The common ground where optimists and pessimists can stand together and self-actualize together is – Growth....all entrepreneurial leaders love to build and grow things.

A key to success: find the growth that aligns with both the pessimists’ good habits and the optimists’ interests in new things

Criticism, Adrenalin Spikes & Improving Relationships

by Rick Baker
On May 15, 2017

Some people naturally repulse criticism. These people may show outward signs of their repulsion. These people may not show outward signs, or their repulsion may hide so well it would take a professional observer to notice it. Regardless, internally, these people churn in reaction to criticism. For these people - even small, innocuous pieces of feedback can trigger intense internal reactions, floods of adrenalin – adrenalin spikes.

  1. Do you know people who show vehement reaction to tiny criticisms…people who have zero tolerance for incoming criticism?
  2. Do you know people who, at first, show no outward reaction to criticism then, later, strike excessive reactionary blows against the person who delivered the criticism?
  3. Do you know people who have the habit of claiming they are the victim of undue criticism?
  4. Do you know people who repulse criticism yet deliver it to others with gusto and righteousness?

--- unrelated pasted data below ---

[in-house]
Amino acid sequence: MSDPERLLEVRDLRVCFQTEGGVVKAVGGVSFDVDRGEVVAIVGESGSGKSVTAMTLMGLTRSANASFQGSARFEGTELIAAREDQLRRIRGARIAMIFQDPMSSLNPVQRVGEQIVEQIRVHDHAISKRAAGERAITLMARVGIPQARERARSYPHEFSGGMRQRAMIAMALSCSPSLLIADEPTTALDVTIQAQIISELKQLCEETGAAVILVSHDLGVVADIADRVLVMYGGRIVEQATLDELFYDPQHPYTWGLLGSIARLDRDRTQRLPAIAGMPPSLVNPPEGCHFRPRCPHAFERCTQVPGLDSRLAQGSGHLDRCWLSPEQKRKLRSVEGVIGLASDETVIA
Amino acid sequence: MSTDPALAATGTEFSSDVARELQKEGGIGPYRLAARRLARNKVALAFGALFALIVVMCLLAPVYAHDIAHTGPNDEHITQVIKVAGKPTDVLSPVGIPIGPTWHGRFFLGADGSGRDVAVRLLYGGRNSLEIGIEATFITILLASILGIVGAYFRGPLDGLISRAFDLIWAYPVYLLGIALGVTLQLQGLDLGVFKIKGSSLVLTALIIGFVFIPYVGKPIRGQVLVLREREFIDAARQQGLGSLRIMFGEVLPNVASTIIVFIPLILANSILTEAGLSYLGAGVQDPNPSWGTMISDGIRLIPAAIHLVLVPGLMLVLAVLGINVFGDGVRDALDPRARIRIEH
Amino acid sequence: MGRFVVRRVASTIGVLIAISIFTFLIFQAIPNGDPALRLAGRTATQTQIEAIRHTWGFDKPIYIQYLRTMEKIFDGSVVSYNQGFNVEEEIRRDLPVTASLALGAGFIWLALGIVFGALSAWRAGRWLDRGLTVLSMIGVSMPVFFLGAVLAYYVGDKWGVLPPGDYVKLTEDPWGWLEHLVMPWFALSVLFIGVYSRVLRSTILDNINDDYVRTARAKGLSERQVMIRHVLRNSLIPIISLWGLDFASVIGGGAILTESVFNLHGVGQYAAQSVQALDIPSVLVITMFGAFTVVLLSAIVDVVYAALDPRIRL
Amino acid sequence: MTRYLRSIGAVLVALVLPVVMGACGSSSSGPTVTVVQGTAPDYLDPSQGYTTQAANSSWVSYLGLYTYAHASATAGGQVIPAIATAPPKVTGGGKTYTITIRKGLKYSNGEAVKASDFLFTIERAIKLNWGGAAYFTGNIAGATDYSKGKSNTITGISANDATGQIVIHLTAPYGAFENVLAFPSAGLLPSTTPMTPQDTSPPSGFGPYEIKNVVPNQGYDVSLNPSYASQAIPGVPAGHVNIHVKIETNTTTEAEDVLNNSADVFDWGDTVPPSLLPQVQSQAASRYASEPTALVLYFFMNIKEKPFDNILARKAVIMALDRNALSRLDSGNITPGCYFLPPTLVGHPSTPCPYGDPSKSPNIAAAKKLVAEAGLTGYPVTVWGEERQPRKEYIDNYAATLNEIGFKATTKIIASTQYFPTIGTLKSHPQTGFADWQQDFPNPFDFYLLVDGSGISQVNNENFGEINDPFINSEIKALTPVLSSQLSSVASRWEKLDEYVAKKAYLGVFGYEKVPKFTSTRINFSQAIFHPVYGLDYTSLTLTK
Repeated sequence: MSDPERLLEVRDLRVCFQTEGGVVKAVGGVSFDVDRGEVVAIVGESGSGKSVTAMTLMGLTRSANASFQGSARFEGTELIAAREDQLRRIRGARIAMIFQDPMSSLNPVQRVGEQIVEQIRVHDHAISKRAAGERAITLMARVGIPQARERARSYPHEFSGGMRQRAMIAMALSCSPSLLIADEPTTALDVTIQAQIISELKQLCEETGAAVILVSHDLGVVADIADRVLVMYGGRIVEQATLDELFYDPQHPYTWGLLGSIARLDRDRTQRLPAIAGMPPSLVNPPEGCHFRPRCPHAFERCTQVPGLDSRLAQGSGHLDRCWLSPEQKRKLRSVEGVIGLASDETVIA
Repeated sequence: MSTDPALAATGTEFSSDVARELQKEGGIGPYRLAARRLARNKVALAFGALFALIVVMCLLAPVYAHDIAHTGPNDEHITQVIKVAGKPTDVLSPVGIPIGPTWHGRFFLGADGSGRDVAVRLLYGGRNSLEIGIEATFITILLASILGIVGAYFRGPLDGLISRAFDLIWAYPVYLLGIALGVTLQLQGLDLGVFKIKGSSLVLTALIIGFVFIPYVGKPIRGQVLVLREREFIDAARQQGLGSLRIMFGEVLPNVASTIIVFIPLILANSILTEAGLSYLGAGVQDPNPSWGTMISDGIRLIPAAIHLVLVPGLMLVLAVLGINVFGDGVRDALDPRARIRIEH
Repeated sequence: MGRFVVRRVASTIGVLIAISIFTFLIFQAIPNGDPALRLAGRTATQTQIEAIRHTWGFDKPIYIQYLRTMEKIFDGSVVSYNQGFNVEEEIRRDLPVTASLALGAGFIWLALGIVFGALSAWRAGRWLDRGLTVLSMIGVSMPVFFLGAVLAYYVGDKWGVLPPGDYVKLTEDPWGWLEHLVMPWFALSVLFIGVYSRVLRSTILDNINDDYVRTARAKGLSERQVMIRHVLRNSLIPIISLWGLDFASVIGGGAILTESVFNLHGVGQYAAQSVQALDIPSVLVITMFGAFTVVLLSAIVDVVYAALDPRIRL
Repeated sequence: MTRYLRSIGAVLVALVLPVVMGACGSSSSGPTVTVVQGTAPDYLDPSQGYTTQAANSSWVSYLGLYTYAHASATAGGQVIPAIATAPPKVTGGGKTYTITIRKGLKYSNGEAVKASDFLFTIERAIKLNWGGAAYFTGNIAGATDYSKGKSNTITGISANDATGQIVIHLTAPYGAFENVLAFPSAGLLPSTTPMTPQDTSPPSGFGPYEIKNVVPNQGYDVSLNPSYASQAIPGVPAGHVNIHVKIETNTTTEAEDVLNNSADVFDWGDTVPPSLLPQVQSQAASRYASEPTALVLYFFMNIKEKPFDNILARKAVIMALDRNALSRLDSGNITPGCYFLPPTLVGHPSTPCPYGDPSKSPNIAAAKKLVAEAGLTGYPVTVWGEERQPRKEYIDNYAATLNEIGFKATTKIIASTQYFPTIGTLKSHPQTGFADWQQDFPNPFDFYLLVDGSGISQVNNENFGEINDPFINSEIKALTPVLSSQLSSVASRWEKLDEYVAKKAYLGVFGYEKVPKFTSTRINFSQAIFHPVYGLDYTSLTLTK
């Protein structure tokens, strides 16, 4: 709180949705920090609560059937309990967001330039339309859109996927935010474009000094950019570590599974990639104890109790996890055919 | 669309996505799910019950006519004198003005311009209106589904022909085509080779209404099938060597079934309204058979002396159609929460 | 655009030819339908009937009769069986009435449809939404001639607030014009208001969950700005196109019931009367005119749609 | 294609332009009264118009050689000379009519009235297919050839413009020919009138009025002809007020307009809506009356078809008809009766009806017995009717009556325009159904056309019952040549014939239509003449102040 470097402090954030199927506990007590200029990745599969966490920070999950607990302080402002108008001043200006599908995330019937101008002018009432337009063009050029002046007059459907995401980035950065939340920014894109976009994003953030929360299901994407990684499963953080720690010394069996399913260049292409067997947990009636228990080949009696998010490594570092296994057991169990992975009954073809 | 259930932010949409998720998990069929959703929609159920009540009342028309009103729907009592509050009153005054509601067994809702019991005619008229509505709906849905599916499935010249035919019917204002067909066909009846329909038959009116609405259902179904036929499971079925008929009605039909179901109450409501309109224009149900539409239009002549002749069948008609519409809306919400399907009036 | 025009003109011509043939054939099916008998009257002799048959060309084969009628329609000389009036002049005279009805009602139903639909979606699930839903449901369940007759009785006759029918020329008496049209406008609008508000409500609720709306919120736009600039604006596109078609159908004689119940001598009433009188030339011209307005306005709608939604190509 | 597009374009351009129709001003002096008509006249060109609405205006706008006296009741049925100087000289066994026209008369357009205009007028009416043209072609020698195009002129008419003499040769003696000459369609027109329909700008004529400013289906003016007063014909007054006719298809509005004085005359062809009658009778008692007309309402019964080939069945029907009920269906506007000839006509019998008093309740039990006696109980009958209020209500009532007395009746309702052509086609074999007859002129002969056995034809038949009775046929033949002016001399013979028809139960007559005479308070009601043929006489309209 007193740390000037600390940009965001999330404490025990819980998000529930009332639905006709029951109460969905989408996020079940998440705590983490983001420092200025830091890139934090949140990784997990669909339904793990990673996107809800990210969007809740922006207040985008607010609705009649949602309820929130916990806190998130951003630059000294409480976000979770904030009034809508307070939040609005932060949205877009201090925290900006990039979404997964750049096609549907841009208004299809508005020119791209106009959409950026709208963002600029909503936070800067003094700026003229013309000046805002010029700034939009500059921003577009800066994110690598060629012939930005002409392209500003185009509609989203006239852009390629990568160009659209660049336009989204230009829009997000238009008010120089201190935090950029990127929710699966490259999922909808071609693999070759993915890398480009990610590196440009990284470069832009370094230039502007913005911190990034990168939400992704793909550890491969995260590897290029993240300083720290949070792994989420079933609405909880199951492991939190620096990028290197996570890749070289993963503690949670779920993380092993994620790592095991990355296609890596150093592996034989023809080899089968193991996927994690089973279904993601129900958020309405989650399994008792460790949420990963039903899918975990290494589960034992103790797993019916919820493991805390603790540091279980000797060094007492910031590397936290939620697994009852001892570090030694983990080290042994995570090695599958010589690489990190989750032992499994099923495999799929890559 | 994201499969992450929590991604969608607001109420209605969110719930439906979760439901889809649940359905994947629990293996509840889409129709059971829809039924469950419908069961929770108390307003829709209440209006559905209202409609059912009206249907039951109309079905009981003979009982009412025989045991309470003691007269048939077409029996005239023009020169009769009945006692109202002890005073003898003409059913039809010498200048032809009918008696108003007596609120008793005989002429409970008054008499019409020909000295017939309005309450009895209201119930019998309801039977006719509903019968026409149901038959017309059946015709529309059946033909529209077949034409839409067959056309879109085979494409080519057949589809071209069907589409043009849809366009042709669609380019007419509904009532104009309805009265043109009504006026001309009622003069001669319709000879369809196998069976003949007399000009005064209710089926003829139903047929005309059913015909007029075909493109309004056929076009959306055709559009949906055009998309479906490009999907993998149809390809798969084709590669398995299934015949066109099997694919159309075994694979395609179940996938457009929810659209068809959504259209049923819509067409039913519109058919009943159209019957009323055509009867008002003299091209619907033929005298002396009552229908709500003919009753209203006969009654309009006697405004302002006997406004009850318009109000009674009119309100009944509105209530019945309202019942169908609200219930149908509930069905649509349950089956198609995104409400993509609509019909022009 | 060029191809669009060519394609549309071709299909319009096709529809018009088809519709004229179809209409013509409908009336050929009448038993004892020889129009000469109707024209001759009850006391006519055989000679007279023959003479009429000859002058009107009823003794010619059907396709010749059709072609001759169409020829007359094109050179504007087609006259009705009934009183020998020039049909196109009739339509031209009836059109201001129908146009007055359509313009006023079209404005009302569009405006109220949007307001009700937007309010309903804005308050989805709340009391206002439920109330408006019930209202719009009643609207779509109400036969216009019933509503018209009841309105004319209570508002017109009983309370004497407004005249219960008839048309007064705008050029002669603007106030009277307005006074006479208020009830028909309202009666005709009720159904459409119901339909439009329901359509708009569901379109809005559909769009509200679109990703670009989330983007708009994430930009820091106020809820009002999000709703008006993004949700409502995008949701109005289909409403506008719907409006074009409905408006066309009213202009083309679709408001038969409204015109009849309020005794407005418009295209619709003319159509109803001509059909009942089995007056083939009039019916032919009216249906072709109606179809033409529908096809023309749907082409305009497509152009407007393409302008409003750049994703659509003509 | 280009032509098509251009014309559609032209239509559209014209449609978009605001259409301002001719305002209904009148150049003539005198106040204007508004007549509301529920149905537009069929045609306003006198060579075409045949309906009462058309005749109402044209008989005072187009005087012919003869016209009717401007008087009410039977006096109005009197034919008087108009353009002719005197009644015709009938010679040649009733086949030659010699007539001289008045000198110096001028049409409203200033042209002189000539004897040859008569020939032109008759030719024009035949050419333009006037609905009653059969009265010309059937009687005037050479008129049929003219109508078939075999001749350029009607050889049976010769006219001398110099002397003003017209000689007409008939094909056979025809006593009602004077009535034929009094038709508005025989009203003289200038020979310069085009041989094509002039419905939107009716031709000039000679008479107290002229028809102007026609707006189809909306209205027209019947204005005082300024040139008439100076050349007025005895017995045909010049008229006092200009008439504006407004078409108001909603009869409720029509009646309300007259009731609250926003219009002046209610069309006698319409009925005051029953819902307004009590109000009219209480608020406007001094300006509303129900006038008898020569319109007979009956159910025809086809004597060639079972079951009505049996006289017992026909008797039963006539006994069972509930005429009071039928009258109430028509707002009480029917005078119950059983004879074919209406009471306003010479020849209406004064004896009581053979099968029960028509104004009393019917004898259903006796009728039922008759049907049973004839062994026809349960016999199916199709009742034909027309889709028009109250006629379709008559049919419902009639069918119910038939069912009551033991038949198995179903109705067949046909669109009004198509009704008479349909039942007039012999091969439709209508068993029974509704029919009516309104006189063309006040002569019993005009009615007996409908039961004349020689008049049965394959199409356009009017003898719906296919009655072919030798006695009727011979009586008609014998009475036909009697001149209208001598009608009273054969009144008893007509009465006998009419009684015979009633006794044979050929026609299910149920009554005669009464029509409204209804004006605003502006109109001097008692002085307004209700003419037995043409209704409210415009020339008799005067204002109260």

These are four common reactions to criticism.

I have personally exhibited at least three of these four reactions to criticism…and, probably, many people would think I’m selling myself short by not admitting to all four.

Why?

Why would I have had such reactions to criticism?

Not having much knowledge of physiology or biology and only dabbling experience with psychology I answer that question this way:

  • When people criticized me, I experienced adrenalin spikes [or was that cortisol?]. I felt strong, churning, tightening sensations in the gut…quickly followed by combinations of anxiety and anger, often intense anger...then excessive negative thoughts and behaviour.
  • This reaction must have started when I was a very young child. I have no memory of reacting any other way to criticism [until the last decade, that is].
  • Perhaps, my criticism-repulsion was are due to genetics? Perhaps, my childhood environment? Perhaps, my early experiences with authority figures? I expect it was some combination of these things.

Here’s a curious thing. When you experience criticism-repulsion as a child you can be quite oblivious to other people. And, this can cause challenges…a large variety of interpersonal challenges. Left unattended, these interpersonal challenges can last a lifetime.

Here’s some good news. It is possible to gain self-understanding and create strategies to overcome the interpersonal challenges. The starting point, or at least one starting point, is recognition of the physiological changes that signal less-than-ideal reactions to criticism. People, perhaps most people, can alter their bad habits [including adrenalin spikes] if they choose to make the changes and do the work required.

 

PS: Perhaps, the people who experience the criticism-repulsion I have described are most capable of identifying it in other people? ... and helping others?